The summer before my daughter’s junior year of high school, a pile of college look books covered our front table. It was a collection of magazines and postcards with clever slogans and beautiful photos of other people’s happy, healthy and presumably smart children who were now advertising their school to my 15-year-old.
By day, the pile grew. At one point, I thought it might avalanche and sweep us away, and I realized Leeannah and I needed a plan.
Many years before, I had taken a detour from my writerly life and worked as a graduate support director for Sisters Academy of Baltimore, a middle school for girls who live in the city’s southwest neighborhoods. I helped the eighth-graders and their parents apply to public and private high schools. I dropped off students for school visits and listened to their reactions when they returned. I helped parents fill out financial aid forms and coached their daughters through essays.
Would this knowledge be helpful to my daughter and me? The college application process has changed dramatically from the time I was a prospective student. Kids today often apply to 10 or more schools, attend accepted students’ weekends to help determine their final choice and await financial aid packages to offset the high cost of college.
Leeannah attended a large public high school with a great track record for advanced placement classes, but whose guidance counselors had long rosters of students to oversee. She had a high GPA and had just been elected class president. But she hated standardized tests and they hated her right back. So, in addition to looking at colleges, we had to figure out if she needed an SAT tutor.
We had a lot of work ahead of us and I knew what I would have told my students to do. “Let’s go on a college road trip,” I told my daughter.
Lessons on the go
Ask any rising high school junior where they want to attend college and they usually give one of two answers: California or Florida. Sometimes, if they are a real outlier, they will say Myrtle Beach, South Carolina. Leeannah is truly her own person; she wanted to go to school in Boston.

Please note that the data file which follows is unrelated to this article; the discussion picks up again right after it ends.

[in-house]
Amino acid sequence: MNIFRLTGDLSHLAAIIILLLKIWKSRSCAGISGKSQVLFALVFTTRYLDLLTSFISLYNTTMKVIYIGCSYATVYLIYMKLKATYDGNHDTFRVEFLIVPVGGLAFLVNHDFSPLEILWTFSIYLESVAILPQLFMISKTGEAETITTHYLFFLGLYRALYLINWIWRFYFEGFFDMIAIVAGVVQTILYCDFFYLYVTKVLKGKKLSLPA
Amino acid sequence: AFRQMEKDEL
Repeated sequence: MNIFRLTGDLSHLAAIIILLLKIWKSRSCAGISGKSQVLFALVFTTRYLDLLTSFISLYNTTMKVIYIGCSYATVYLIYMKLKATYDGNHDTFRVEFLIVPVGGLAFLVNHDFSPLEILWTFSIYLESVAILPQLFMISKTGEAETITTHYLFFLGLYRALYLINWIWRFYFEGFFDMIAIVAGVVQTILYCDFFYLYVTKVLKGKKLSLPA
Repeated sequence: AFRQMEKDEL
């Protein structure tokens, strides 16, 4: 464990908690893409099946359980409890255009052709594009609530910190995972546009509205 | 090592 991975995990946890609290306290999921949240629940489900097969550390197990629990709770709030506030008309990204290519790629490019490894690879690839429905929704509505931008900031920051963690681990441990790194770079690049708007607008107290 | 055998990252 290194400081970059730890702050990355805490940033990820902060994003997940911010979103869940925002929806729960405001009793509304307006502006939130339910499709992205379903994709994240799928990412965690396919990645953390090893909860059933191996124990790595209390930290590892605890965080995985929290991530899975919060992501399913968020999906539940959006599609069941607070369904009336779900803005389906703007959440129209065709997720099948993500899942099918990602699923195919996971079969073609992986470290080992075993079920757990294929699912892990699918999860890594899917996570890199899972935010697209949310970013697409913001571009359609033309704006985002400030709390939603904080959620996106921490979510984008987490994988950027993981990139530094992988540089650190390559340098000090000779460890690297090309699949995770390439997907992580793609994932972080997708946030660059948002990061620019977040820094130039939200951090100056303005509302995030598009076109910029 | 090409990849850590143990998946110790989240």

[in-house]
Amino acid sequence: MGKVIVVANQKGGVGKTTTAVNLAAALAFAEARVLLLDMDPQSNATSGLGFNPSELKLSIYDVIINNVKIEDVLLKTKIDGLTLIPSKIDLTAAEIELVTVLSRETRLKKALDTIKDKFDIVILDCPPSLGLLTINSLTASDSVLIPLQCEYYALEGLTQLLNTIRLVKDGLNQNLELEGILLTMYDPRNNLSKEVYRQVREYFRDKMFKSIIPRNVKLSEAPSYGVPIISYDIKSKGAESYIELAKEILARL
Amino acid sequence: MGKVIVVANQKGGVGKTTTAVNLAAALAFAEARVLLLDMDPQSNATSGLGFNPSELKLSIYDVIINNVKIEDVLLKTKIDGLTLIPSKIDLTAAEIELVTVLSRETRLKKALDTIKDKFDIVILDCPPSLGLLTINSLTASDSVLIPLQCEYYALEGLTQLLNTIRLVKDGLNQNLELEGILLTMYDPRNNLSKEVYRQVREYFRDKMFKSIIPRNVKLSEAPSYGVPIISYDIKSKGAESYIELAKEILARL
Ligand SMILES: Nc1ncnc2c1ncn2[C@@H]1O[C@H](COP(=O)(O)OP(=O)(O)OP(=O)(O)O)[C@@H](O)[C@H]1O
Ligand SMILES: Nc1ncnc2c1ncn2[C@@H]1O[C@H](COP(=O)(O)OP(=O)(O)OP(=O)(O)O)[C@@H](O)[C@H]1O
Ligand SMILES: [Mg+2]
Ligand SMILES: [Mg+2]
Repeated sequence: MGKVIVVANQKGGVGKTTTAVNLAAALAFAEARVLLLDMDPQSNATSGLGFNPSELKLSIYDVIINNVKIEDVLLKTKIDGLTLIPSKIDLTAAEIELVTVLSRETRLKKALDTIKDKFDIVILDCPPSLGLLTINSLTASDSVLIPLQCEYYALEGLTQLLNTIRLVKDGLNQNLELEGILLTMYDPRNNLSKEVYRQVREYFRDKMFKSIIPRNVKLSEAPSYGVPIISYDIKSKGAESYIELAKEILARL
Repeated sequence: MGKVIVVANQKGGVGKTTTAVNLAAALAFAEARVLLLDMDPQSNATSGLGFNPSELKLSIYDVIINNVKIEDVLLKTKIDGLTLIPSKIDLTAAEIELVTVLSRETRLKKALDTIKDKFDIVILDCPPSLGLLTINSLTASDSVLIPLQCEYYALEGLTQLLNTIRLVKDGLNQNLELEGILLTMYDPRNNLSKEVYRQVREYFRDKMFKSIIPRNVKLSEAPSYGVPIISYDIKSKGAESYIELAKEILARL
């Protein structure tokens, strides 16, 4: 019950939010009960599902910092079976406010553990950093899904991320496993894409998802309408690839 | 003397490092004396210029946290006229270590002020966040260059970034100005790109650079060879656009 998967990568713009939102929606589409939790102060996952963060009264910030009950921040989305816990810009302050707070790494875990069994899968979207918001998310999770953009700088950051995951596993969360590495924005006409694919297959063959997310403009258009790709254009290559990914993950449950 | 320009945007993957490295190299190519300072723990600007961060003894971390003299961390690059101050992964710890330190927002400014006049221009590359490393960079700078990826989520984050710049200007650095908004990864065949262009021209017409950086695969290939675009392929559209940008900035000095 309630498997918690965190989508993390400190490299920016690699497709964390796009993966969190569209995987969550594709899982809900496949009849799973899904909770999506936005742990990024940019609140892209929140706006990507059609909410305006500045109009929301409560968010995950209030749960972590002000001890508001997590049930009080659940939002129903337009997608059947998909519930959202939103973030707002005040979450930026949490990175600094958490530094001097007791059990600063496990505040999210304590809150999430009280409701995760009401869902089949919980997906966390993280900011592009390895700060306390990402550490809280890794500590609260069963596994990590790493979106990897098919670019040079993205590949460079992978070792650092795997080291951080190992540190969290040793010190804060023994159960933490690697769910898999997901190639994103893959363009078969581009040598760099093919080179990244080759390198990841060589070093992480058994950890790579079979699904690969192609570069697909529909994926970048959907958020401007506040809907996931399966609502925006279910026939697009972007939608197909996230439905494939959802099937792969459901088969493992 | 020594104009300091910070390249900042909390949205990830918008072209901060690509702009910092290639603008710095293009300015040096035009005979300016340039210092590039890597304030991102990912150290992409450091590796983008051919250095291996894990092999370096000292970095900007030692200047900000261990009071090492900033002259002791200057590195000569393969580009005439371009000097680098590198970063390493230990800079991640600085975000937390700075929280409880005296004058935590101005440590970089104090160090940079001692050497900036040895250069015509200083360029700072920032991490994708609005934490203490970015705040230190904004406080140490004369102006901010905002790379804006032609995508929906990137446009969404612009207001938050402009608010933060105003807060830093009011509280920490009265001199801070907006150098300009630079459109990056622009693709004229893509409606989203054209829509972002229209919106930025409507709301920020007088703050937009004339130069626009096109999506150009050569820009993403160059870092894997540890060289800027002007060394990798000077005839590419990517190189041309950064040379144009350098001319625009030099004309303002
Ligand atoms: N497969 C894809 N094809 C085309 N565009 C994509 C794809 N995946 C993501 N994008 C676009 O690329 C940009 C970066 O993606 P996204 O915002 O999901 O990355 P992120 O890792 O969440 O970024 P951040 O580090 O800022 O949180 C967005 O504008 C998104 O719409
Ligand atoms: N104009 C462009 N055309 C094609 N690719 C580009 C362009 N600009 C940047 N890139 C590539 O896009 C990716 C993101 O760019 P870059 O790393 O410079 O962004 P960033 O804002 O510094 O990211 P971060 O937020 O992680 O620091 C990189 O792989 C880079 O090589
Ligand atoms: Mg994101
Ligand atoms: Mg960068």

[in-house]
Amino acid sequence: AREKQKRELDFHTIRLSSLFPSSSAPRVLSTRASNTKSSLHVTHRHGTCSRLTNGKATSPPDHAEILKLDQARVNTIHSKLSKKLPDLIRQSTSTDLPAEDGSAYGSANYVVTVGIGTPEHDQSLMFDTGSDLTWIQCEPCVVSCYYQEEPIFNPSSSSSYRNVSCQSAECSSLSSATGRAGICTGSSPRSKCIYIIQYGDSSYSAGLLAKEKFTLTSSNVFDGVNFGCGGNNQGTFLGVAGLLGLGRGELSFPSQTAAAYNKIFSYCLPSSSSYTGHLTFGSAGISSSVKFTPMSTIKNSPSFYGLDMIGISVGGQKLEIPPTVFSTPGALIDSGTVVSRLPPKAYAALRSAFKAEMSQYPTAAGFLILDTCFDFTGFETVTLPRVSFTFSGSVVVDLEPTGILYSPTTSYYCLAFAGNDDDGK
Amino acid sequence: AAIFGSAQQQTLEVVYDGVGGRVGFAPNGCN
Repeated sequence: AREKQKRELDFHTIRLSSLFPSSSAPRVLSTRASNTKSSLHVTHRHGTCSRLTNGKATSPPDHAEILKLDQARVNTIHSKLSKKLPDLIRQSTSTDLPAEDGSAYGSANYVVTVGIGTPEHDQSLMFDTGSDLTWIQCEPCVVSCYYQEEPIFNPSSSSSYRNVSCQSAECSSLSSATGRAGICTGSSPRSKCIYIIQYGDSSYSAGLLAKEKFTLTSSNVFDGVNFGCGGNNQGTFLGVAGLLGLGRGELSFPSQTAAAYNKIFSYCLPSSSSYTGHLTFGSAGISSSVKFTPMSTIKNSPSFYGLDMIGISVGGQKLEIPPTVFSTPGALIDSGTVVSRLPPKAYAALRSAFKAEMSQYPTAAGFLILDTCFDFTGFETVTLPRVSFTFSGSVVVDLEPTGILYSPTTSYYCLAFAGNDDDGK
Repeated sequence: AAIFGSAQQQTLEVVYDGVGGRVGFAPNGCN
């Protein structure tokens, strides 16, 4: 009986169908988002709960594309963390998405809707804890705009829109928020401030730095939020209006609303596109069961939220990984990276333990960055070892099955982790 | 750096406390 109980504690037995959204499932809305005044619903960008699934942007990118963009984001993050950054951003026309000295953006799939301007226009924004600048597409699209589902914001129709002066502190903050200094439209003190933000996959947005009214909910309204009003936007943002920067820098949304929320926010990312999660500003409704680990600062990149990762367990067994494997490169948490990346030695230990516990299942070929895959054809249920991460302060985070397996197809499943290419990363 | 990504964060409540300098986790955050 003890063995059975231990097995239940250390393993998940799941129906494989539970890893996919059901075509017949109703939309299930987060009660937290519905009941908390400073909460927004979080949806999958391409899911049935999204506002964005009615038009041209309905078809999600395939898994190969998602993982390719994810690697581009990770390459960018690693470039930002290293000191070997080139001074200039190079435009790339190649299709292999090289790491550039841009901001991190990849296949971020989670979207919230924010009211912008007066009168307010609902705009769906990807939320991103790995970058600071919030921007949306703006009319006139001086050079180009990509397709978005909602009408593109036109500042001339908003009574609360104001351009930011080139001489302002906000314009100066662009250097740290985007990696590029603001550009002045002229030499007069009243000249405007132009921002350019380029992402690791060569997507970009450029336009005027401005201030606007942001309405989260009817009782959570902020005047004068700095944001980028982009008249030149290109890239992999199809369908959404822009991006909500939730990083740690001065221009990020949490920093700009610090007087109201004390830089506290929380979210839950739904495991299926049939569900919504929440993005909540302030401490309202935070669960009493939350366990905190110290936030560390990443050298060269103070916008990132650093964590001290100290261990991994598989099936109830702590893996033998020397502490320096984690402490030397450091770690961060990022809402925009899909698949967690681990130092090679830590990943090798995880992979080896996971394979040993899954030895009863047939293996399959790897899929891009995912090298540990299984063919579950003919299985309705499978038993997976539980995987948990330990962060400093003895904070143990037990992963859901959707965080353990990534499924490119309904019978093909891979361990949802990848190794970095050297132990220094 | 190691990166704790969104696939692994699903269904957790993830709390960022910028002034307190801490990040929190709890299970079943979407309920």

As she pictured a wonderful winter city with a great collegiate reputation, I pictured the costs of flights back and forth or the hours in a car taking her to and from school. Before we traveled all the way to Boston, I asked her to make a list of schools that were closer, like maybe in Philadelphia, which she would like to check out first. “It’s a process,” I said.
This was what I used to tell mothers when their daughters had their eyes on a certain high school, but they thought a different school was a better fit: Sometimes mother knows best. “Apply to both schools and see what happens,” I always said. If a parent liked a certain school, then it definitely went on the list to be explored.
This is how we ended up in Lancaster at Franklin and Marshall. Leeannah was certain that she wanted an urban school, but I wanted her to look at all the options just to be sure. In my mind, Franklin and Marshall was a perfect choice for her – it had an enviable liberal arts curriculum, a good record on diversity for a small school and lots of great leadership opportunities for students. I pitched it as an experimental control, the liberal arts college stacked against the large and mostly public universities.